In the new year, Congress will be considering a new bill, All Students Achieving Through Reform, or All-STARs. This bill, introduced by Colorado U.S. Representative, Jared Polis (D-Boulder), along with 15 original Co-sponsors will provide for a competitive grant program for entities wanting to replicate successful charter school models.
Replicating successful charter schools is the latest trend in public charter schools. Rather than take a chance on a brand new charter school application, many authorizers are more eager to accept an application for a new charter school if its based on a model that they know works and if the same people they've already been working with are involved.
Replication is quite different than creating a brand new charter school. Replication models typically identify a new school leader early in the process and create the new school out of the existing school. The schools may share professional development opporunities, business services and a governing board.
Because replication is still so new, there is very little research about what are effective replication practices. In Colorado, it's considered a best practice to identify a new school leader from within the existing school's staff or bring in a qualified school leader from the outside that interns at the existing school for at least one year.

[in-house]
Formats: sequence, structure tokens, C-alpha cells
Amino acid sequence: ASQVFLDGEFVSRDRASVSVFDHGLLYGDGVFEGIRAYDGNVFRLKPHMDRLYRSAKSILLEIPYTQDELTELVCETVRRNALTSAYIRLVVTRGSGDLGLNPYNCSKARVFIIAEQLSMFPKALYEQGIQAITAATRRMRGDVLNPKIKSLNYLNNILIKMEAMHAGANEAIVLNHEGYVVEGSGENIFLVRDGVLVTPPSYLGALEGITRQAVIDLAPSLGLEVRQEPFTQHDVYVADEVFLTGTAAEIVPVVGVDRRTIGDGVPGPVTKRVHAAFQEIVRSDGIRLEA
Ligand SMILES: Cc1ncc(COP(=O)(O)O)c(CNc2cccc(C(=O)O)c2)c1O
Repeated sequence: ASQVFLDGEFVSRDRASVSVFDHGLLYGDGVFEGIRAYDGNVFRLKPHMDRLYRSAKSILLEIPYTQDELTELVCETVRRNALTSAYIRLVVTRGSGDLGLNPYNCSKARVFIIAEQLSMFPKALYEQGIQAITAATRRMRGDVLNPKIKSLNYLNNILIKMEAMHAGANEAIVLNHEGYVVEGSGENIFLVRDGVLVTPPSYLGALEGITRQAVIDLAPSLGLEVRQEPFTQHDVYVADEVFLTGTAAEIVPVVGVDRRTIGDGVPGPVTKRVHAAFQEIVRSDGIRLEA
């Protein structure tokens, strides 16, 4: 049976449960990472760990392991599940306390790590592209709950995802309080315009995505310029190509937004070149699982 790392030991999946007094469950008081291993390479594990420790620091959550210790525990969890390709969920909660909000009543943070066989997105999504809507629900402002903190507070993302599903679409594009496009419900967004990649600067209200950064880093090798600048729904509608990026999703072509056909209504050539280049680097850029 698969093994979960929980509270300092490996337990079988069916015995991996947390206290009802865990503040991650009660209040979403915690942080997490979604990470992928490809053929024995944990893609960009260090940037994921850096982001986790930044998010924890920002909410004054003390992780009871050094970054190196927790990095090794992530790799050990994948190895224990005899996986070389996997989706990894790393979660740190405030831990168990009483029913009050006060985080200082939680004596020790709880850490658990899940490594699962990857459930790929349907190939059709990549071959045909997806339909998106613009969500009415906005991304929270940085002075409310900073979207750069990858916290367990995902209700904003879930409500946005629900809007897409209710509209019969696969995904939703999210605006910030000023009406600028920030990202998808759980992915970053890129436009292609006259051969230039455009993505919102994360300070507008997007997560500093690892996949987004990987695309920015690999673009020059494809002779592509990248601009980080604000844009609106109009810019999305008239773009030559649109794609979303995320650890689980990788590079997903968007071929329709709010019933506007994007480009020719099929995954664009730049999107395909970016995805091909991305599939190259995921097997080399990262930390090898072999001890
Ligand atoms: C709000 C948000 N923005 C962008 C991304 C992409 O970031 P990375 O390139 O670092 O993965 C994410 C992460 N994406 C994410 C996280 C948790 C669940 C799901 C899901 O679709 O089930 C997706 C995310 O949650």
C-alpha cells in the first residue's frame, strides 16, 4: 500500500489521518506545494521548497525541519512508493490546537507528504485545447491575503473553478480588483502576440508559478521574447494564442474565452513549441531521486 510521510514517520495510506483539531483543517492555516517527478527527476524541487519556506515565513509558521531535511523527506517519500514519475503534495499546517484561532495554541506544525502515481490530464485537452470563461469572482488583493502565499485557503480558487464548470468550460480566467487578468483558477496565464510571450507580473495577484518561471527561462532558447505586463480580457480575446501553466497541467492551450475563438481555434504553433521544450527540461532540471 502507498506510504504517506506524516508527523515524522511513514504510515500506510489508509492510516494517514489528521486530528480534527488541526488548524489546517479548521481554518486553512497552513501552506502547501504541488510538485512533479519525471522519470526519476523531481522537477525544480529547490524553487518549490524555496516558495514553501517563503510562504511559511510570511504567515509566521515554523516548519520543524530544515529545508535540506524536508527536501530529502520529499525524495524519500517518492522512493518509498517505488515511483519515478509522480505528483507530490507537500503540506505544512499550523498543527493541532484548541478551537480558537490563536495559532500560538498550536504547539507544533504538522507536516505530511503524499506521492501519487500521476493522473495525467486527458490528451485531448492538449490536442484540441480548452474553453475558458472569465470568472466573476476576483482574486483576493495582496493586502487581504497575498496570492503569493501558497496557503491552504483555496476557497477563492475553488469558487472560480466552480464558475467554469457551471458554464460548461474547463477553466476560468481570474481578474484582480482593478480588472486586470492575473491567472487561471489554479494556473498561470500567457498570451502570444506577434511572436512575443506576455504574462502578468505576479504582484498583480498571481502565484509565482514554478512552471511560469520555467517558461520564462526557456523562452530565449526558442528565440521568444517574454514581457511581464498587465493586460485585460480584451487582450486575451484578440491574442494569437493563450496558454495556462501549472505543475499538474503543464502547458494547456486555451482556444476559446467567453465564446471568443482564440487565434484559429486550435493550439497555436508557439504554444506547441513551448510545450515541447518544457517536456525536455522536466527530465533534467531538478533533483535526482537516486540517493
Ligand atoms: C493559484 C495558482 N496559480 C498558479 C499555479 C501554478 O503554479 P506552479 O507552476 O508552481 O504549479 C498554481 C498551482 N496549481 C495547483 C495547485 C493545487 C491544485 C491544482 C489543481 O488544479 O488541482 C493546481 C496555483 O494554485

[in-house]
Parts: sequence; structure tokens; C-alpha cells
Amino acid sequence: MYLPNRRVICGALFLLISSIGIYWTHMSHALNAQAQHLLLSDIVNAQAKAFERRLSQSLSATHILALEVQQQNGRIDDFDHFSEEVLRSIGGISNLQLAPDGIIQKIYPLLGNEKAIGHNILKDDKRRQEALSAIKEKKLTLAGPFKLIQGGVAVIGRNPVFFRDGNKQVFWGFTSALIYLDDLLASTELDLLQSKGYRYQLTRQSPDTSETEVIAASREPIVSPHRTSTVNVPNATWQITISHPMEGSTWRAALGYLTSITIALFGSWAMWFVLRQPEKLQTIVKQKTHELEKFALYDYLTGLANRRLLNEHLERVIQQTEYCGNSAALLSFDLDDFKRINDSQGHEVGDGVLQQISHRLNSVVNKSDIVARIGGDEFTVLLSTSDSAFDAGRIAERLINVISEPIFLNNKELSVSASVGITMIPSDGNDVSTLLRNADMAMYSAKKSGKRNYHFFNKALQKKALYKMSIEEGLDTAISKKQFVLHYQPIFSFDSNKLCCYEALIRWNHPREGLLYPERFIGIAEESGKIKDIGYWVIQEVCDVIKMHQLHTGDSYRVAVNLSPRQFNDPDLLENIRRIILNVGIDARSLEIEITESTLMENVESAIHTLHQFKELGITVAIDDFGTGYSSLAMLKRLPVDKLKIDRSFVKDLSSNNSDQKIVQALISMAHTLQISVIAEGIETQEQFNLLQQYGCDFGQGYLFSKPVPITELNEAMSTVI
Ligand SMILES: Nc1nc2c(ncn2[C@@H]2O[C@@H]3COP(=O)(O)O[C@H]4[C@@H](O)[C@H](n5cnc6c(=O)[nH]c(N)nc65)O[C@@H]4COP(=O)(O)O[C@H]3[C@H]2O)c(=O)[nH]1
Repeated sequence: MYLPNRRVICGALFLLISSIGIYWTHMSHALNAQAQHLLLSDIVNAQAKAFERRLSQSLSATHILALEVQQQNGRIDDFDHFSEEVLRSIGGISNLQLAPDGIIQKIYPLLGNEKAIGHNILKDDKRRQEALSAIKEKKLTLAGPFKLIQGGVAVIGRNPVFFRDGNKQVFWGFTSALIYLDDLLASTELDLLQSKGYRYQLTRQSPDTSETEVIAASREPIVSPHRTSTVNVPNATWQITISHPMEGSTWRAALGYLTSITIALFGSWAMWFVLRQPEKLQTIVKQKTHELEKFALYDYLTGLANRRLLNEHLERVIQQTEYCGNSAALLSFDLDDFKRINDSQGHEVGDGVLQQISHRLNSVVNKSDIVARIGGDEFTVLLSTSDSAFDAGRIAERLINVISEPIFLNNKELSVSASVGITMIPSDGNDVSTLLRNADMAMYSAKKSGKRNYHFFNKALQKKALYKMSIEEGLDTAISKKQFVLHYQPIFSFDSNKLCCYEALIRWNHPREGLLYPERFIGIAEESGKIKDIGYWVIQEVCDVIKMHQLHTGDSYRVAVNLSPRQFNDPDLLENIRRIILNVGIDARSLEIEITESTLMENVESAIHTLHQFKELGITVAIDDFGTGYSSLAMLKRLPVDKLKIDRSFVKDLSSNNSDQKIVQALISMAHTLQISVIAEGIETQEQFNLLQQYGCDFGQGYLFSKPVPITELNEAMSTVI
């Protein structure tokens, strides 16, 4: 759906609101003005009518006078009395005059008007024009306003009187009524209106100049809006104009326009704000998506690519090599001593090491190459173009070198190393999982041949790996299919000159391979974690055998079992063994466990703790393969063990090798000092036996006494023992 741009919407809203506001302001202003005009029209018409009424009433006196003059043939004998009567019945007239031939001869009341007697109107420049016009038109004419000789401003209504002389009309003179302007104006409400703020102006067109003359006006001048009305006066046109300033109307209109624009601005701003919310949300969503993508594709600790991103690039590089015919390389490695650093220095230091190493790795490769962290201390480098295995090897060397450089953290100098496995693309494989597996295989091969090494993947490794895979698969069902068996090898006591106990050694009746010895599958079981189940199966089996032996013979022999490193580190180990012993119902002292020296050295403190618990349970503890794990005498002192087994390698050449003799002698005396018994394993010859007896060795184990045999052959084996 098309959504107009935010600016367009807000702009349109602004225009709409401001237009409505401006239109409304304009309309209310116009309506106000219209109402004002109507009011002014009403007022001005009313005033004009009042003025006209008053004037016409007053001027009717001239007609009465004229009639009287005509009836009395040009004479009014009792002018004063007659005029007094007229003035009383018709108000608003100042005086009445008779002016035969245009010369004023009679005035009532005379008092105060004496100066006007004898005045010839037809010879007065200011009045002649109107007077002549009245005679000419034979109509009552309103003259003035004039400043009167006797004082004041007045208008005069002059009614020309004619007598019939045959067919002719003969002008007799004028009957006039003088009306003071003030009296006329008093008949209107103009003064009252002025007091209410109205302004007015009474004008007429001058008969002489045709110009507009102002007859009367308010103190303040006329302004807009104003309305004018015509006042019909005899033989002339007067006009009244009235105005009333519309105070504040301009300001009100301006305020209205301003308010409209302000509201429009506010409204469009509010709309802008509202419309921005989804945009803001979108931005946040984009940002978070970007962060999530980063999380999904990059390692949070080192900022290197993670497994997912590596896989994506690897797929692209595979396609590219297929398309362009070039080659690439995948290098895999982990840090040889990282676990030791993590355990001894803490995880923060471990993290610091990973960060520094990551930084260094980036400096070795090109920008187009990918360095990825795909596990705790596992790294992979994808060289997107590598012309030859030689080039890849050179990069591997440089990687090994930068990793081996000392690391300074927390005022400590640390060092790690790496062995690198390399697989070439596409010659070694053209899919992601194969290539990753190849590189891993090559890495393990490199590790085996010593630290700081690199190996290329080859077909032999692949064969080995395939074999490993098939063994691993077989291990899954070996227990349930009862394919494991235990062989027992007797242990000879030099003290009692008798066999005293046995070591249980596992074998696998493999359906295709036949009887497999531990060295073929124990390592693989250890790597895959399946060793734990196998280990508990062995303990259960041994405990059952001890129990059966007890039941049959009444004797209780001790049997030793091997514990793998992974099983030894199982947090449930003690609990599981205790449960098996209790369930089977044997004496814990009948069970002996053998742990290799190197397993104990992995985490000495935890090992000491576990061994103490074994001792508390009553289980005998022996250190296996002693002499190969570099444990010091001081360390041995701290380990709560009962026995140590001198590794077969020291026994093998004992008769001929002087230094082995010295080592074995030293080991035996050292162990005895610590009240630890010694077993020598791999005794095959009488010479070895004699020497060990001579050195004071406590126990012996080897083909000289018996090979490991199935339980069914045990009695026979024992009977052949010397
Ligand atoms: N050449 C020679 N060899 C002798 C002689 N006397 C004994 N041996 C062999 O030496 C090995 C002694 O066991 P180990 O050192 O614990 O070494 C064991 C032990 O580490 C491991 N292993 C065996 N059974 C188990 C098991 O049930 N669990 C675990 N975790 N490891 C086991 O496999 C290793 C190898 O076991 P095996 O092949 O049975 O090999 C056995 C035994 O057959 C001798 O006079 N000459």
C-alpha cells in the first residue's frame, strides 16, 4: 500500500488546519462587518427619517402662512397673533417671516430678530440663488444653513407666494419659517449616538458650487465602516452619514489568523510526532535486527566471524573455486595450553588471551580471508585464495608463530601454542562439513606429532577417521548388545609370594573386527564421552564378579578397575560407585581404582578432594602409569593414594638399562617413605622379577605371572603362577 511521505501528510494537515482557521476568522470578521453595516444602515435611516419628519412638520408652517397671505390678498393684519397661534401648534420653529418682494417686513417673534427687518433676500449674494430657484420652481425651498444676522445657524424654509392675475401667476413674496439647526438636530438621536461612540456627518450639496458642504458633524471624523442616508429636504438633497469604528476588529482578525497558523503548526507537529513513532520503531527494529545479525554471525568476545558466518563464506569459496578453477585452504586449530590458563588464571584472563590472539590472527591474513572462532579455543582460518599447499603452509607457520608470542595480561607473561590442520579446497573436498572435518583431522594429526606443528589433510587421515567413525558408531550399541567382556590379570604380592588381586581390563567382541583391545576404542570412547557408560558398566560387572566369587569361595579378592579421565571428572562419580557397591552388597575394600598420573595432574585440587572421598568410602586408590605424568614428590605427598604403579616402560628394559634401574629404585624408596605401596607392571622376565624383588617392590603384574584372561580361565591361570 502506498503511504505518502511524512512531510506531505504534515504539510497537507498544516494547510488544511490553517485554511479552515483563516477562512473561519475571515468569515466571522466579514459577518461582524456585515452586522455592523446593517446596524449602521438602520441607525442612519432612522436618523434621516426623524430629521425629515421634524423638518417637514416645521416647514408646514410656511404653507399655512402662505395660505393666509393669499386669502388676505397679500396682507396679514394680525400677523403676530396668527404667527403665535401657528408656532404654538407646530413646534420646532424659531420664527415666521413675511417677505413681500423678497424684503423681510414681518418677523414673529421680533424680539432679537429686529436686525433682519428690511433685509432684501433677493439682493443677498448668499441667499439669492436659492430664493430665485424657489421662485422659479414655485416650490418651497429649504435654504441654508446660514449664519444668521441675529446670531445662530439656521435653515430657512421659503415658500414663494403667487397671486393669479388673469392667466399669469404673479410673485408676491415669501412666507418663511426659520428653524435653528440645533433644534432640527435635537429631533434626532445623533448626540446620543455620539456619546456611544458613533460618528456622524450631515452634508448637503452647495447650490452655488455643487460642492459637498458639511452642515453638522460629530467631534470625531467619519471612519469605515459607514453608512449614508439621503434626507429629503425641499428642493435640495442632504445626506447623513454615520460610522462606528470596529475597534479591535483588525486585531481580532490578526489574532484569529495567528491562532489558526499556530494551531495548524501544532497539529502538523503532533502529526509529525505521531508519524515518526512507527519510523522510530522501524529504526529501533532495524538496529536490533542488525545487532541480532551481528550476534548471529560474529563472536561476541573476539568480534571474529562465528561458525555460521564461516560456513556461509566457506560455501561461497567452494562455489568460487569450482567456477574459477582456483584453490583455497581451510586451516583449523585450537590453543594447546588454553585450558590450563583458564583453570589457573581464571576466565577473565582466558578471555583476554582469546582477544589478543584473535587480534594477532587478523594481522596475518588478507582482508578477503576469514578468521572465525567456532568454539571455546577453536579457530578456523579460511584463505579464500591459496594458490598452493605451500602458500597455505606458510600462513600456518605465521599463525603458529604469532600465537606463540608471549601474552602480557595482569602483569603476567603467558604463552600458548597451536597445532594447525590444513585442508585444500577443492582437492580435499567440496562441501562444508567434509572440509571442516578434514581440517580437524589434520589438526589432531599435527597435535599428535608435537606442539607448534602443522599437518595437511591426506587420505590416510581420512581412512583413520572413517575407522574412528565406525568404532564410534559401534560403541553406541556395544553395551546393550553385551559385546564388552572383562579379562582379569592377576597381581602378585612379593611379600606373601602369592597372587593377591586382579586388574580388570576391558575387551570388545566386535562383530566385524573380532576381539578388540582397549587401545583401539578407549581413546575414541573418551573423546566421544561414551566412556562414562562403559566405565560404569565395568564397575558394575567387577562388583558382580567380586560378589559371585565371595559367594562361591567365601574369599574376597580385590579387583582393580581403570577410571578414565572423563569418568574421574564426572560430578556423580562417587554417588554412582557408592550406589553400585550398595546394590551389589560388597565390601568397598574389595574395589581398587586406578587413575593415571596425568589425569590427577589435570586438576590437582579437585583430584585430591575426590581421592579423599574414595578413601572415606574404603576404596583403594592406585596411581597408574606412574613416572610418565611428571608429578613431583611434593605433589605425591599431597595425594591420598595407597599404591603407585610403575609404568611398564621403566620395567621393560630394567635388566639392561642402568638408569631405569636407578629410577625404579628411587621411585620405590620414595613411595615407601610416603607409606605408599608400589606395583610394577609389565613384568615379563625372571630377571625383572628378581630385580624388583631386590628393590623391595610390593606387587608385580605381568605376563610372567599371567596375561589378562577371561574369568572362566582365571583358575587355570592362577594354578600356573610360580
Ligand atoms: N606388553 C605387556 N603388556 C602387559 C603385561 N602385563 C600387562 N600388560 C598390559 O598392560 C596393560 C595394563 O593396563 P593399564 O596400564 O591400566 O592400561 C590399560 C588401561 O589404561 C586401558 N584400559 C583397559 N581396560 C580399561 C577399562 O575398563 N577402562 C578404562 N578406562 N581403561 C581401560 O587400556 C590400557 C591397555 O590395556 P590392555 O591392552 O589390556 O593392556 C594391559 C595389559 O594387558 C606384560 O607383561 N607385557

Colorado's authorizers haven't determined yet if they consider it a best practice to contract (charter) with a governing board for the individual charter school (like CSI requires) or a board over multiple charters (such as Denver Public Schools allows).
This new proposed federal legislation, All-STARs, complements the priorities in the federal grant programs Race to the Top and the Charter School Program. Replicating proven models allows students to benefit more quickly from a better school. This is especially appealing in urban areas where there is a very poor school system and drastic measures are needed.